Saturday, February 04, 2023

Reading Robert Kelly: A City Full of Voices, A Voice Full of Cities

"The mind loves the unknown." 

It wasn't in a poetry magazine that I first came across the work of Robert Kelly, but in the underground film house-journal Film Culture.  It was sometime in 1965 that I happened upon Kelly's short entry on Stan Brakhage's Art of Vision (RK: "Mind at the mercy of the eye at last."). It was some months later, while living in Mexico City, that I first encountered Kelly's  poetry, El Corno Emplumado's edition of Her Body Against Time. Up to then I was primarily reading Michael McClure and LeRoi Jones/not yet Baraka, with Olson and Dorn waiting in the wings. Nevertheless, I would carry Kelly's book with me from  Mexico to New York to Los Angeles and, finally, San Francisco.  
Brakhage, in turn, wrote two published letters to Kelly, which I was certain I had also read  in Film Culture, but apparently not. But both those letters and the Robert Kelly's essay can be found in A Voice Full of Cities: The Collected Essays of Robert Kelly (2014) and A City Full of Voices: Essays On the Work of Robert Kelly (2019). Edited  by Pierre Joris, Peter Cockelbergh and Joel Newberger, and published by Contra Mundum Press, these books are clearly works of love, whose editors who have not only gathered together Kelly's many contributions, but have enlisted an army of contributors, all clearly au courant when it comes to Kelly's work, coming at it, as they do,  from different angles. Which makes these two volumes a heavy lift, whether metaphorically or literally; in fact, some 1400 pages in all. Though so prolific has Kelly been that even that  number would no doubt  pale compared to what might constitute his collected works.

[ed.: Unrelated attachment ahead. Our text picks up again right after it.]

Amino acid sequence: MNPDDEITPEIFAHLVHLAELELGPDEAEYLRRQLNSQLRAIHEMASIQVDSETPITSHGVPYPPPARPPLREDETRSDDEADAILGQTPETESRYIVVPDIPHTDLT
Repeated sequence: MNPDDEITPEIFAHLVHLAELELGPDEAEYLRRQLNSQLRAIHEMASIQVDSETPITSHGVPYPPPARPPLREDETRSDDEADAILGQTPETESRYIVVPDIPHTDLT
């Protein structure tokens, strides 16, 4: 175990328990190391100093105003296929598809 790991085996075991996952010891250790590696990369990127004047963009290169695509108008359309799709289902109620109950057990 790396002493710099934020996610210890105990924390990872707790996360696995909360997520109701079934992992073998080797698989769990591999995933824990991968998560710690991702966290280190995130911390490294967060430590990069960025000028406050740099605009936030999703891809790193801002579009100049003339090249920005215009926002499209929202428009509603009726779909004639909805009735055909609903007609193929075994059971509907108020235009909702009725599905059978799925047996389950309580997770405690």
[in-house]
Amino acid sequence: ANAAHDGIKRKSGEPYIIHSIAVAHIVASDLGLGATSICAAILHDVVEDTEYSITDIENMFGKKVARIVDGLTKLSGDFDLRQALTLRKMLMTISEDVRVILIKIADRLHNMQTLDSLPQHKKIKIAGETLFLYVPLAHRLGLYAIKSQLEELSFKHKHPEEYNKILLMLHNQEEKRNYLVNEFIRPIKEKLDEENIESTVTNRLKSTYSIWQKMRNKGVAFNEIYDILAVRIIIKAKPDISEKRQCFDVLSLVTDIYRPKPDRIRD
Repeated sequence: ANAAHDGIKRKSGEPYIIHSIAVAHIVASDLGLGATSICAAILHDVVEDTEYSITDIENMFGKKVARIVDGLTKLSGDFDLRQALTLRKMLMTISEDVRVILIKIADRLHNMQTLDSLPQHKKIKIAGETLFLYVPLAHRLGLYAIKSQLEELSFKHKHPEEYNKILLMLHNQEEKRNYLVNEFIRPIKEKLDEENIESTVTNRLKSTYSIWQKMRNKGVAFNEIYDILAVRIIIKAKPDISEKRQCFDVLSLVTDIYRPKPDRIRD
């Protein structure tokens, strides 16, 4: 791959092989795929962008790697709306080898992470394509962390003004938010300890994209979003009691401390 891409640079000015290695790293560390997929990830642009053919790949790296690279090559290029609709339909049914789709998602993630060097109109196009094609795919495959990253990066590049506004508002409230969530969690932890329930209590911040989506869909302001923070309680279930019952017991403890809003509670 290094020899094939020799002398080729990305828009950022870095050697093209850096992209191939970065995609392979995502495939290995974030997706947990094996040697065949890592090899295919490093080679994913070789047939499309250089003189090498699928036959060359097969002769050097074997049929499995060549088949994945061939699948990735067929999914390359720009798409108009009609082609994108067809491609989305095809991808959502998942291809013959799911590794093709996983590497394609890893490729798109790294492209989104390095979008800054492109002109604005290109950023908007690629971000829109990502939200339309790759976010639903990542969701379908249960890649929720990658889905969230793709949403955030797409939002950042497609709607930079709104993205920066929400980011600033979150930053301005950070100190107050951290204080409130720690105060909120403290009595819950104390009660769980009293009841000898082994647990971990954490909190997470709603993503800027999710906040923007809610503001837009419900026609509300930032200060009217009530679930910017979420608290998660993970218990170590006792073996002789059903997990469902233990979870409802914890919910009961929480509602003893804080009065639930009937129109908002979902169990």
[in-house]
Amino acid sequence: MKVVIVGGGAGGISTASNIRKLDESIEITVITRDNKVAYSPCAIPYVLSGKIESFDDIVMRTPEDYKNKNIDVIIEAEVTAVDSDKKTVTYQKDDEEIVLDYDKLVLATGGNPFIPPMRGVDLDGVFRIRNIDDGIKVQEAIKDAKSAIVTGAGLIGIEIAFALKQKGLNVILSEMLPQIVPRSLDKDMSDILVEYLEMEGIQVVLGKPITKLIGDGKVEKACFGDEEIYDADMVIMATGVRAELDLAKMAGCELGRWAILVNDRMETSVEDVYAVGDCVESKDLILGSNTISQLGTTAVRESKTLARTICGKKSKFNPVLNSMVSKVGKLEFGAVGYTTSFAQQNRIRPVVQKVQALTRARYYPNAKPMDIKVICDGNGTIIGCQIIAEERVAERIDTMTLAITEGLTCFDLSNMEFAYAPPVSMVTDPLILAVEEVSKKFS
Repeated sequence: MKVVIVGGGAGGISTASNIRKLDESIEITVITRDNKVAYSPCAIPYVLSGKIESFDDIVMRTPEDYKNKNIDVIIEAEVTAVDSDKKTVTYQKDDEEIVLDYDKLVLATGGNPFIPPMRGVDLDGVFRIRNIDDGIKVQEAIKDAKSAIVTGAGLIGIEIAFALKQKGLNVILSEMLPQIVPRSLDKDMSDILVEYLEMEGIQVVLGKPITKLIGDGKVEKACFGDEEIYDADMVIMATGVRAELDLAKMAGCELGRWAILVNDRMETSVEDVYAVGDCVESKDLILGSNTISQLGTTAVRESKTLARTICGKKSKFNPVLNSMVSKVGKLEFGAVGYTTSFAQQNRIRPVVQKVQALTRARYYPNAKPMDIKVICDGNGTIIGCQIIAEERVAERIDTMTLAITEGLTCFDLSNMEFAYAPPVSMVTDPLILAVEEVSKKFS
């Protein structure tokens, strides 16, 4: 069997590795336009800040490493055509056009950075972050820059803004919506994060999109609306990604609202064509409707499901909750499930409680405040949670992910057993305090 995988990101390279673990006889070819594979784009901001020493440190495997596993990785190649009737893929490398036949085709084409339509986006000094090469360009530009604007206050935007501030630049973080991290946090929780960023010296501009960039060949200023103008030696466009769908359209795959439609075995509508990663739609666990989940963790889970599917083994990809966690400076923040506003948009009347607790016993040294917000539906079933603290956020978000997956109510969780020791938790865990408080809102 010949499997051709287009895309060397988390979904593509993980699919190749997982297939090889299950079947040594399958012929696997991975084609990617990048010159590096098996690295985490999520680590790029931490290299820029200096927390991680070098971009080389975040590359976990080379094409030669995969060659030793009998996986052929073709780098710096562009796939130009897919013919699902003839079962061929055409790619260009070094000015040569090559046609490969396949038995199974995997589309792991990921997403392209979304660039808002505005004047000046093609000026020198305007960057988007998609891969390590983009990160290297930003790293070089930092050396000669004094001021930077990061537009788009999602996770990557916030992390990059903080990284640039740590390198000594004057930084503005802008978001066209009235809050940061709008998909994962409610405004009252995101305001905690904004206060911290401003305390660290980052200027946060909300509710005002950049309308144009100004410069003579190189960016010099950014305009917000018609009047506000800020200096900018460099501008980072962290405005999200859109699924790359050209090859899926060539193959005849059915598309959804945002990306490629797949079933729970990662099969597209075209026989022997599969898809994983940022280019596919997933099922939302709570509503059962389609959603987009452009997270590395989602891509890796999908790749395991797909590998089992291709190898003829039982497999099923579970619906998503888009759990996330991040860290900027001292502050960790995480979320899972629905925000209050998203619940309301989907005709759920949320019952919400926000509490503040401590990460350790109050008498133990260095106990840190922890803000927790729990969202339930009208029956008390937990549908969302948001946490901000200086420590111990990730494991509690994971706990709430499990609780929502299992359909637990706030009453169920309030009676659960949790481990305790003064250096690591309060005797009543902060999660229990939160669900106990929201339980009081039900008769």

Reading Ken Irby's review of Her Body Against Time in A City Full of Voices, I began to wonder if I had come across that review when it  first appeared in Kulchur, before I'd read Kelly's book. It's possible... But even as a  poetry greenhorn, I remember being impressed by the depth of Kelly's vision and the how his poetry was not only his world but how the world seemed like fodder for his poetry.  A condition echoed in lines- purloined from Jed Rasula's excellent "A Book On Line and Measure" in A City Full...- in a later lengthy poem entitled  The World, in which Kelly reminds us that "there is no/form not/organic no/mind not mine."

Or it could have been that any poet who wrote about Brakhage, and, in turn, any poet that Brakhage found important enough to write about, was going to be of  interest to me. So infected was I at the time by the visual poetry of what was then called the New American Cinema.  The common denominator  being the investment both placed in seeing, not to mention their articulation of that investment.  As Kelly writes in Her Body..., "how much more/will I see/ or see again..." Couple that with their take on Olson's "'You go all around the subject.' And I sd, 'I didn't know there was a sub-/ject,'", and it's no wonder that I would fall under Kelly's spell, just as I had been by Brakhage's films, not to mention how both were able to dissect their own work and that of others.